Email updates

Keep up to date with the latest news and content from BMC Medicine and BioMed Central.

Journal App

google play app store
Open Access Research article

Vitamin D receptor ChIP-seq in primary CD4+ cells: relationship to serum 25-hydroxyvitamin D levels and autoimmune disease

Adam E Handel12, Geir K Sandve3, Giulio Disanto1, Antonio J Berlanga-Taylor1, Giuseppe Gallone1, Heather Hanwell1, Finn Drabløs4, Gavin Giovannoni2, George C Ebers1 and Sreeram V Ramagopalan12*

Author affiliations

1 Medical Research Council Functional Genomics Unit and Department of Physiology, Anatomy and Genetics, University of Oxford, Parks Road, Oxford OX1 3PT, UK

2 Blizard Institute, Queen Mary University of London, Barts and The London School of Medicine and Dentistry, 4 Newark Street, London E1 2AT, UK

3 Department of Informatics, University of Oslo, Gaustadalléen 23 B, N-0373, Oslo, Norway

4 Bioinformatics & Gene Regulation, Norwegian University of Science and Technology, Erling Skjalgsons gt. 1, N-7006, Trondheim, Norway

For all author emails, please log on.

Citation and License

BMC Medicine 2013, 11:163  doi:10.1186/1741-7015-11-163

Published: 12 July 2013

Abstract

Background

Vitamin D insufficiency has been implicated in autoimmunity. ChIP-seq experiments using immune cell lines have shown that vitamin D receptor (VDR) binding sites are enriched near regions of the genome associated with autoimmune diseases. We aimed to investigate VDR binding in primary CD4+ cells from healthy volunteers.

Methods

We extracted CD4+ cells from nine healthy volunteers. Each sample underwent VDR ChIP-seq. Our results were analyzed in relation to published ChIP-seq and RNA-seq data in the Genomic HyperBrowser. We used MEMEChIP for de novo motif discovery. 25-Hydroxyvitamin D levels were measured using liquid chromatography–tandem mass spectrometry and samples were divided into vitamin D sufficient (25(OH)D ≥75 nmol/L) and insufficient/deficient (25(OH)D <75 nmol/L) groups.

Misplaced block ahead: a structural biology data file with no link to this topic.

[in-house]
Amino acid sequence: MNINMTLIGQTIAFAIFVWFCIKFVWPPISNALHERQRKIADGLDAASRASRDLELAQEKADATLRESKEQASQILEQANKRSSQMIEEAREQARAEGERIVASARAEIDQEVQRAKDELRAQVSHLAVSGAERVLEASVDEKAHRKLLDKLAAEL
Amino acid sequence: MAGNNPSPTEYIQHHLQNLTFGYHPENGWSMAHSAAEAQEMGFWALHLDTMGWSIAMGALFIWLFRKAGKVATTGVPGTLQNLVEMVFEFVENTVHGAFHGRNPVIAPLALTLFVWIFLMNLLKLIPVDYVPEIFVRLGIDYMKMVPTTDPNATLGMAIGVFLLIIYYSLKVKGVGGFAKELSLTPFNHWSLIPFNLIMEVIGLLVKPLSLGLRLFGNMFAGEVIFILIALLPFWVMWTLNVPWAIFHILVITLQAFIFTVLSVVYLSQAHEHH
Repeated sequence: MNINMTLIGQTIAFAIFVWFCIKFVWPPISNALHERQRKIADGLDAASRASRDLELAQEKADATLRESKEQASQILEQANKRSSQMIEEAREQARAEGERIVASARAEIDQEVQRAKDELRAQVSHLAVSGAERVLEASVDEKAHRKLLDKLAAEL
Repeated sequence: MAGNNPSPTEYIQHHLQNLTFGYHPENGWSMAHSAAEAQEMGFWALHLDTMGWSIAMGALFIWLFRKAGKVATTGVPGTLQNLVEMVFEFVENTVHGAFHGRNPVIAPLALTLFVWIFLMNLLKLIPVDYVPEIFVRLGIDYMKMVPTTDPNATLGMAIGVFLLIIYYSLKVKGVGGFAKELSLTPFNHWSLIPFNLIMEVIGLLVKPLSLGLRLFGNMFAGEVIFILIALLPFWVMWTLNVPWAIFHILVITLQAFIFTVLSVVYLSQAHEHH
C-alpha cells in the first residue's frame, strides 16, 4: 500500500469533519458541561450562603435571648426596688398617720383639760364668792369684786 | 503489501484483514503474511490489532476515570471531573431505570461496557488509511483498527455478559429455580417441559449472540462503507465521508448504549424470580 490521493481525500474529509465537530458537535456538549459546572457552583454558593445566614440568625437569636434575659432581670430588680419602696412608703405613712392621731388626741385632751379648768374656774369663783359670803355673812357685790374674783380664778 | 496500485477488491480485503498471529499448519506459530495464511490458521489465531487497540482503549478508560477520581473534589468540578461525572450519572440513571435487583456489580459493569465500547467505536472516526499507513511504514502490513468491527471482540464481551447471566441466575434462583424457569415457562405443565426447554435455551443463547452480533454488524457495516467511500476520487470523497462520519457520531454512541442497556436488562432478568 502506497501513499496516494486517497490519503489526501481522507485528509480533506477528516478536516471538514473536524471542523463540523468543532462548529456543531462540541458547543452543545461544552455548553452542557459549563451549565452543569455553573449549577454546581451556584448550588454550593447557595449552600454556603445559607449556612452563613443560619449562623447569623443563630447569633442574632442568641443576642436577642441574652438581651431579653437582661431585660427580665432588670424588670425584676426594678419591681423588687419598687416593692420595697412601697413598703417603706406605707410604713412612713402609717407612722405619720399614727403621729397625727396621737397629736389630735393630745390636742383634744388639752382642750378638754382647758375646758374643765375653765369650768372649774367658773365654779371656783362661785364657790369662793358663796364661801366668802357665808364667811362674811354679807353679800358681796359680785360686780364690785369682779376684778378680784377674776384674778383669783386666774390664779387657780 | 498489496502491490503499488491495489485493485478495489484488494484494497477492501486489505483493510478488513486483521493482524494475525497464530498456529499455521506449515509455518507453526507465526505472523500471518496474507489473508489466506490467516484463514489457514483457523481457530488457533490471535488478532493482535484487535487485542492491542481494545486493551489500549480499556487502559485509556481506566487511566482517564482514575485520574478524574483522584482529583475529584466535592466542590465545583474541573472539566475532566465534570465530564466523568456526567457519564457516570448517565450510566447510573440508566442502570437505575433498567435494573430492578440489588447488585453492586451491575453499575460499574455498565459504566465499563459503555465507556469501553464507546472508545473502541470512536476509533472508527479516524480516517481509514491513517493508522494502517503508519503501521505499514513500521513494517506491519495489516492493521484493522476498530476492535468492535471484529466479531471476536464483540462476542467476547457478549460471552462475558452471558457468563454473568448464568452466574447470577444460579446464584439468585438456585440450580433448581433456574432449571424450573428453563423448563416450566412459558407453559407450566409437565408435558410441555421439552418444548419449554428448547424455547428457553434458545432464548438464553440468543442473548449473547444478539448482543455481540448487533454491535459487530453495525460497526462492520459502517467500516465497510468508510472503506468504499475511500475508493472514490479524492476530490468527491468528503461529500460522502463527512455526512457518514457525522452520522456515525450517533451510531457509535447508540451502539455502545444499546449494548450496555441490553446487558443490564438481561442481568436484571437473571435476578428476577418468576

Results

We found that the amount of VDR binding is correlated with the serum level of 25-hydroxyvitamin D (r = 0.92, P= 0.0005). In vivo VDR binding sites are enriched for autoimmune disease associated loci, especially when 25-hydroxyvitamin D levels (25(OH)D) were sufficient (25(OH)D ≥75: 3.13-fold, P<0.0001; 25(OH)D <75: 2.76-fold, P<0.0001; 25(OH)D ≥75 enrichment versus 25(OH)D <75 enrichment: P= 0.0002). VDR binding was also enriched near genes associated specifically with T-regulatory and T-helper cells in the 25(OH)D ≥75 group. MEME ChIP did not identify any VDR-like motifs underlying our VDR ChIP-seq peaks.

Conclusion

Our results show a direct correlation between in vivo 25-hydroxyvitamin D levels and the number of VDR binding sites, although our sample size is relatively small. Our study further implicates VDR binding as important in gene-environment interactions underlying the development of autoimmunity and provides a biological rationale for 25-hydroxyvitamin D sufficiency being based at 75 nmol/L. Our results also suggest that VDR binding in response to physiological levels of vitamin D occurs predominantly in a VDR motif-independent manner.

Keywords:
Vitamin D; Autoimmune disease; ChIP-seq; Functional genomics